Harrisburg, PA - Acting Insurance Commissioner Jessica Altman and State Police Commissioner Tyree C. Blocker today reminded drivers this is the time of year they are most likely to be involved in a deer-related crash and that insurance companies cannot add a surcharge to auto insurance premiums for such crashes.
“I want to remind drivers that under Pennsylvania law a crash involving a deer, other animal, or fowl is considered a not-at-fault accident, and insurers cannot add a surcharge to your premium for a deer-related crash,” Acting Commissioner Altman said, adding this exclusion does not apply if your car does not come in contact with the deer. “In addition, vehicle damage from these circumstances is handled under a driver’s comprehensive coverage.”
Figures compiled by State Farm Insurance show that Pennsylvanians have a 1-in-63 chance of being involved in a deer-related crash. PennDOT reported more than 4,100 such crashes in 2016, resulting in 573 injuries and four fatalities in Pennsylvania. State Farm Insurance reports the average cost of a deer-related collision is nearly $4,200.
November is the month when drivers are most likely to have a deer-related crash, according to insurance industry information. October and December are the second and third most likely months for these crashes.
“The fall is breeding season for deer, and they may be less aware of their surroundings,” Altman advised. “Deer often travel in groups, so if you see one deer, there are often more nearby.”
Dawn and dusk are the peak times for deer activity, according to the Pennsylvania Game Commission. With daylight saving time ending November 5, more drivers will be traveling to and from work at these times of day.
“Deer-related crashes and other traffic collisions happen in a split second and can cause serious damage and injury,” said Commissioner Blocker. “Traffic crashes can be stressful, which is why it is important to be prepared and know what to do in the event of a collision.”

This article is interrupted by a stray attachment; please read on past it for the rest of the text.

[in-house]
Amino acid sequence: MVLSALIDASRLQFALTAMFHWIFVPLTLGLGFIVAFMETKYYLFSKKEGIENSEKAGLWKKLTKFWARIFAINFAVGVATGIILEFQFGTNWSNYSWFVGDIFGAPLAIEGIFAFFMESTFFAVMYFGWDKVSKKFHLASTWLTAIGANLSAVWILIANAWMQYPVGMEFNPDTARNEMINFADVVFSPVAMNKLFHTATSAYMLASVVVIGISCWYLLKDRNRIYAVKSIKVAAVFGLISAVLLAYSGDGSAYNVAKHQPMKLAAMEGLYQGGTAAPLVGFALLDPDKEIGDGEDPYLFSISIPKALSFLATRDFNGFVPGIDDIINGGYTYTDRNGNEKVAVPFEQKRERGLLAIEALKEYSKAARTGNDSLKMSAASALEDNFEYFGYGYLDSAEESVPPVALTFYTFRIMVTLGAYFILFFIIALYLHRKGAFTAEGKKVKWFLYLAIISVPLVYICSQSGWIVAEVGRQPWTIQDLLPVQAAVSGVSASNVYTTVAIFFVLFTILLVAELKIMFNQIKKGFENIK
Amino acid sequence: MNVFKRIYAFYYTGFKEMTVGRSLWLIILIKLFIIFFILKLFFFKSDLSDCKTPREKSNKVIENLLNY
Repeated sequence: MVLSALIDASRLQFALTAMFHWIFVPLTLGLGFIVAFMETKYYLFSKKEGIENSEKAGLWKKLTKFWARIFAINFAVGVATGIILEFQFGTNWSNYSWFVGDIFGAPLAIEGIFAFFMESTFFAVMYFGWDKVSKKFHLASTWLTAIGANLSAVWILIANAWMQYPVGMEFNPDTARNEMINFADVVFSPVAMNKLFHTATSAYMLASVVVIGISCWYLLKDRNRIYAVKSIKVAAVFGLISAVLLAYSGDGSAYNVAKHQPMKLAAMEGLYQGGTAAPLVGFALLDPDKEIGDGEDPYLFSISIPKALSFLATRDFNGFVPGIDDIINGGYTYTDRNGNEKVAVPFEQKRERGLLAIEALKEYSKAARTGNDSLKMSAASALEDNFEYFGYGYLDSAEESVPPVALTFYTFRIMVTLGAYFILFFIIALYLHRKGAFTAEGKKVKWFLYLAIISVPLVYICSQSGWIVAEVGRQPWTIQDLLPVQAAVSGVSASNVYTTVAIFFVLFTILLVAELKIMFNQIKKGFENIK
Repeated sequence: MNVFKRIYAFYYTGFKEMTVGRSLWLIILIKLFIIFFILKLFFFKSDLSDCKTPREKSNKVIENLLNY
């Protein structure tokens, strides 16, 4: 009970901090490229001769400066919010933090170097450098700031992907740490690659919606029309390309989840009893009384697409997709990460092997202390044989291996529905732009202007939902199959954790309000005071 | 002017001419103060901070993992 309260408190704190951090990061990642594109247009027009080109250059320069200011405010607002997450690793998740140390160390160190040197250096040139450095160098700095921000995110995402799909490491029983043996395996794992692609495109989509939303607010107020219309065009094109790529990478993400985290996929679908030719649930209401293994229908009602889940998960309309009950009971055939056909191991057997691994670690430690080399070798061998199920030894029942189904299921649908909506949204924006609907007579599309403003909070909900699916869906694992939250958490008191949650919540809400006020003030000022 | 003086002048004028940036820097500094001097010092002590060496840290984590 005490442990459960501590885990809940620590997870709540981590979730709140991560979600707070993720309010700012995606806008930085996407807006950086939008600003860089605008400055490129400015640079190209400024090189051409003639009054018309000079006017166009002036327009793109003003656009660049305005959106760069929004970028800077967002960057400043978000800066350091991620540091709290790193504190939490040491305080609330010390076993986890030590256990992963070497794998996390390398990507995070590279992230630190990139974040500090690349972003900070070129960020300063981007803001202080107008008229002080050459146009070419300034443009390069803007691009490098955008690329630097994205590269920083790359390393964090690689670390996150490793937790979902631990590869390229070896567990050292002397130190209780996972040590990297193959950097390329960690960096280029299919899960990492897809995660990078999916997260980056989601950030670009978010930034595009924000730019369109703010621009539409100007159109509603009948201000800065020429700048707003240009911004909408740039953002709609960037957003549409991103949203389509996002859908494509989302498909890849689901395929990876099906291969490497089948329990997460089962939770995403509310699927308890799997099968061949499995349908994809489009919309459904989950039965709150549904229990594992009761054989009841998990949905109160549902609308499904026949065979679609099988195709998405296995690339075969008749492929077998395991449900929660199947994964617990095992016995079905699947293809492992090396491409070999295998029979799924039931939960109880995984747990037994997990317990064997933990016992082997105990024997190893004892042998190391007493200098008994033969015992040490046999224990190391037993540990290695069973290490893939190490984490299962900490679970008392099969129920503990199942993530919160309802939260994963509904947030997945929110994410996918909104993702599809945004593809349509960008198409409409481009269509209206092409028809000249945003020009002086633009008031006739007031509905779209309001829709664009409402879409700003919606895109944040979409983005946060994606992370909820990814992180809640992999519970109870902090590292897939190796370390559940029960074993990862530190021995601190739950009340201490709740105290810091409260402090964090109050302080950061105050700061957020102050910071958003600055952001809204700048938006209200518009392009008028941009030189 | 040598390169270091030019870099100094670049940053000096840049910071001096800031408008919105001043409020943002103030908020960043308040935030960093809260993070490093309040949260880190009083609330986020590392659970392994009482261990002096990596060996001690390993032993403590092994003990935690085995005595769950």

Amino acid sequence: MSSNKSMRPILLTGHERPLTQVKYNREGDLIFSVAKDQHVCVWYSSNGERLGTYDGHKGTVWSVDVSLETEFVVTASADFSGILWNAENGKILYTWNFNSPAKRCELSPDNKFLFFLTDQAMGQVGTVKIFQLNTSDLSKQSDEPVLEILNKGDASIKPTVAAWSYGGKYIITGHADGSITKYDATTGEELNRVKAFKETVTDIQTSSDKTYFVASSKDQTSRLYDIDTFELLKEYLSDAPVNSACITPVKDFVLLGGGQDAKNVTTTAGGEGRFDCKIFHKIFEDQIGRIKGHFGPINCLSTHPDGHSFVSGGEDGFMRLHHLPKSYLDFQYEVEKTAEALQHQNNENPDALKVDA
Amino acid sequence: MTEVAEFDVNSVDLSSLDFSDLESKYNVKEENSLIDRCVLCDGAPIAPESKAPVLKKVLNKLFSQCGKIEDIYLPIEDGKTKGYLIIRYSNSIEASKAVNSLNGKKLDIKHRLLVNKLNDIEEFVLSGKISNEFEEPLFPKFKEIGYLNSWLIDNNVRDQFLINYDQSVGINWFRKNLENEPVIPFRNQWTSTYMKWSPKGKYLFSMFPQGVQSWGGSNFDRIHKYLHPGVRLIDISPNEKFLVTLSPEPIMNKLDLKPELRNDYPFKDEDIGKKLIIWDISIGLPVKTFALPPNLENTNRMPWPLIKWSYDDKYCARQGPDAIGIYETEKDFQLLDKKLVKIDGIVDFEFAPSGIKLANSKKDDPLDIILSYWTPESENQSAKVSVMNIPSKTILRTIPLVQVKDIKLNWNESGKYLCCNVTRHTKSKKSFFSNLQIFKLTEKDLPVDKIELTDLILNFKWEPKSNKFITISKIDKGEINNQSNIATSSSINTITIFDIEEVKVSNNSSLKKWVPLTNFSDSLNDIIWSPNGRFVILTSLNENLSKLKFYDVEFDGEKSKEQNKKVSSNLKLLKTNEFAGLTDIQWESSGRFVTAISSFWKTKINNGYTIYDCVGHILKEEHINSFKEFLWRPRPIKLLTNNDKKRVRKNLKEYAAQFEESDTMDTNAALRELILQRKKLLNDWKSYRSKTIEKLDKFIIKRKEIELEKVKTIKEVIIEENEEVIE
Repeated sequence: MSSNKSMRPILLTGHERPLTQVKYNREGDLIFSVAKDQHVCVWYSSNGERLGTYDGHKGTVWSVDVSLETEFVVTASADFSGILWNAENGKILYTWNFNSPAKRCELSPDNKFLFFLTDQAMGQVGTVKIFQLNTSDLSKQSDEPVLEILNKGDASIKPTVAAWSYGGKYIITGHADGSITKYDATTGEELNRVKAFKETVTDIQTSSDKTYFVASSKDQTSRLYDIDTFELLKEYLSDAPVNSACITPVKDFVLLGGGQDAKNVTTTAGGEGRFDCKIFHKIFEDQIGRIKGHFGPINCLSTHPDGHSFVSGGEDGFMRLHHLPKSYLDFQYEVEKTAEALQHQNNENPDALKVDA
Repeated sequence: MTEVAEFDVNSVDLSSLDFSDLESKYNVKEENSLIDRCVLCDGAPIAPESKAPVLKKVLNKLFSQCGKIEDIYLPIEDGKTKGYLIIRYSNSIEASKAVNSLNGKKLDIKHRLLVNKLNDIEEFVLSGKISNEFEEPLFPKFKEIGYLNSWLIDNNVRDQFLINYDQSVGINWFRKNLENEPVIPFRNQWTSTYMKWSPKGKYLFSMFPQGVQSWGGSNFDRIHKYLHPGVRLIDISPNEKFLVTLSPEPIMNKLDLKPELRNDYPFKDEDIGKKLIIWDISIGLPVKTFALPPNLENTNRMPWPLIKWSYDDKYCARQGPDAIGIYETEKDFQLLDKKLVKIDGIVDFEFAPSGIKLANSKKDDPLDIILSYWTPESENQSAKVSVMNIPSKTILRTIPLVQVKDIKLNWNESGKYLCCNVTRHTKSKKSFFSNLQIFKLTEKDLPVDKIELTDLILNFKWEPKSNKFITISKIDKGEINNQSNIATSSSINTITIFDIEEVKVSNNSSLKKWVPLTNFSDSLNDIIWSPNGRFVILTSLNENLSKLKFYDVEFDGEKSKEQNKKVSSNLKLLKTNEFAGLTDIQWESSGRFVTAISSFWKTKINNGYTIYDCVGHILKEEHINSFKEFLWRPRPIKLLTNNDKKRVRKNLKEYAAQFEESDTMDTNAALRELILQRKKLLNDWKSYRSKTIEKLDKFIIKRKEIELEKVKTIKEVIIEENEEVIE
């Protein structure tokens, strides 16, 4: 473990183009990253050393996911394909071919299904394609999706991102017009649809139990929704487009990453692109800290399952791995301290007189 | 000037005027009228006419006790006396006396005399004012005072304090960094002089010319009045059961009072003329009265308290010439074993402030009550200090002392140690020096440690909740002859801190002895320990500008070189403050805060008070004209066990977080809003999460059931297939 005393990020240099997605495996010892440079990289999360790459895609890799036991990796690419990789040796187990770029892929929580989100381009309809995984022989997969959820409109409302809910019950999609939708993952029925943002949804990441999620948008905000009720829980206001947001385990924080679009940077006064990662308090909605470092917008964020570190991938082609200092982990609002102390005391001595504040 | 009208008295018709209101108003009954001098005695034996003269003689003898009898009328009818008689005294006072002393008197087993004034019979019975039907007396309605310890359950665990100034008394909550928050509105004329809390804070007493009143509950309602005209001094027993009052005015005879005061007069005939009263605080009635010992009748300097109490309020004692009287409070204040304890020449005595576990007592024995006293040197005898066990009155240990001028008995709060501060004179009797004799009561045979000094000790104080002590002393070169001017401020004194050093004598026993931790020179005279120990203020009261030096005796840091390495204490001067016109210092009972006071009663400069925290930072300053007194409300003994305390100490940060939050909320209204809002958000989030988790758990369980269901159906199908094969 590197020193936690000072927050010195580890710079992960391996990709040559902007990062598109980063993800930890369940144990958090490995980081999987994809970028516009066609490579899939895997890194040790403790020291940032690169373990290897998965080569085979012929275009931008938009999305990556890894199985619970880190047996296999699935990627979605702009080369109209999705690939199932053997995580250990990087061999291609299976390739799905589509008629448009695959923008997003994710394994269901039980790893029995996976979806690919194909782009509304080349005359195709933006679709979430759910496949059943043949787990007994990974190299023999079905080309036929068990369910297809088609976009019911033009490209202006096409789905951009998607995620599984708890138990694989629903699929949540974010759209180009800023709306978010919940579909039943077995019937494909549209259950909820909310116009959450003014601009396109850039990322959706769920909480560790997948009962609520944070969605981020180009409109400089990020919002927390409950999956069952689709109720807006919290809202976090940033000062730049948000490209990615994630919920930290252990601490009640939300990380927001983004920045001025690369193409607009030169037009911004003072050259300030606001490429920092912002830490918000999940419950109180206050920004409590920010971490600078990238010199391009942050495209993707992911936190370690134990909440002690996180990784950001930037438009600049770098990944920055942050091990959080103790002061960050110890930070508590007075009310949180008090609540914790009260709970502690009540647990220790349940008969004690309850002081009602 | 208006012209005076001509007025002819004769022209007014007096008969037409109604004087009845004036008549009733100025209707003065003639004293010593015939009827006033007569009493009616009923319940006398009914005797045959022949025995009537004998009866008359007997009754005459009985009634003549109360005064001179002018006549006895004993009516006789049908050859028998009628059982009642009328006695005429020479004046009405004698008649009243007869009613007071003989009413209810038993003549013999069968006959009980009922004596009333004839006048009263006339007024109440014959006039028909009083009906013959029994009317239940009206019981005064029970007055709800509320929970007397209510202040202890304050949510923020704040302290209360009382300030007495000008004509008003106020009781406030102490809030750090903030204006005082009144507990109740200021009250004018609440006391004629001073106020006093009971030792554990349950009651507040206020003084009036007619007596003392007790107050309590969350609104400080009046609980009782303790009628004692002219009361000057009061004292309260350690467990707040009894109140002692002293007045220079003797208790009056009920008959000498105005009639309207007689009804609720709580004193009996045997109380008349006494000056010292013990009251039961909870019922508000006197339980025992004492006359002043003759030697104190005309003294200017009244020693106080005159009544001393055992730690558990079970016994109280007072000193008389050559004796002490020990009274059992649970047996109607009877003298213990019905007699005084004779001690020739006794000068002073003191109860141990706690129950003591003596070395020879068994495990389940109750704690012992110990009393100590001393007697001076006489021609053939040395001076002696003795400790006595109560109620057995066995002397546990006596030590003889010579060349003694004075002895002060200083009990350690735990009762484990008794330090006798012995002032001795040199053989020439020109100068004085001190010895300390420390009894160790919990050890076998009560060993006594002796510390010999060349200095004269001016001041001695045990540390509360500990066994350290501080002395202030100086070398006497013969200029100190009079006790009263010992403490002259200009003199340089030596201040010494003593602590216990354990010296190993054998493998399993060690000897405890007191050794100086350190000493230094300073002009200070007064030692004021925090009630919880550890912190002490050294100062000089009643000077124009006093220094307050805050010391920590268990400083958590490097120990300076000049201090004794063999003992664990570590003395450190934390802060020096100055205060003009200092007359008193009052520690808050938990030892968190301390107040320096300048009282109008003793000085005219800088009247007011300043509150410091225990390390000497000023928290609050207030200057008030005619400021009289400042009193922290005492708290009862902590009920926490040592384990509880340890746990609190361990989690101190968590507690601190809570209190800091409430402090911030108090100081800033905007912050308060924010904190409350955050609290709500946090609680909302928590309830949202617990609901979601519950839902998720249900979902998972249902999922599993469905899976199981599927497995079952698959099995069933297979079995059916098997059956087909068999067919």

In Pennsylvania, two types of crashes must be reported to the police: crashes that result in one or more vehicles being damaged to the point that they cannot be driven from the scene and collisions that result in injury or death. Minor crashes or fender benders that do not result in injury may be reported to the police, but it is not legally required. Drivers involved in all collisions are required to exchange license and insurance information with involved parties and render aid when necessary.
Commissioner Blocker also reminded motorists to obey Pennsylvania’s Steer Clear Law, to protect the lives of police, paramedics, and other first responders on the roadways. Drivers are required to move at least one lane away from emergency responders at the scene of a traffic accident. If it is not safe to move over because of traffic or other conditions, drivers must reduce their speed.
Failure to move over or slow down could result in a citation that carries a fine of up to $250 for a first offense. If the violation leads to the serious injury of an emergency responder, the penalty is a six-month license suspension and a fine of up to $5,000.
“The single best thing a driver can do to prevent a deer-related crash or other traffic collision is to slow down,” Commissioner Blocker said. “Now that it’s getting darker earlier, remember to turn on your headlights beginning at sunset. And any time your windshield wipers are on, your headlights are also required to be on.”
To report a dead deer for removal from state-maintained roads, motorists can call the Pennsylvania Department of Transportation at 1-800-FIX-ROAD.
If consumers have questions about auto insurance, they should contact the Insurance Department Consumer Services Bureau by calling 1-877-881-6388 or at www.insurance.pa.gov. For more information on the Pennsylvania State Police, visit www.psp.pa.gov.
For information on deer-related crashes by county, click here. For deer-related crashes involving injuries by county, click here. For deer-related fatalities by county, click here.
MEDIA CONTACT: Ron Ruman, Insurance, 717-787-3289; Ryan Tarkowski, PSP, 717-783-5556 -
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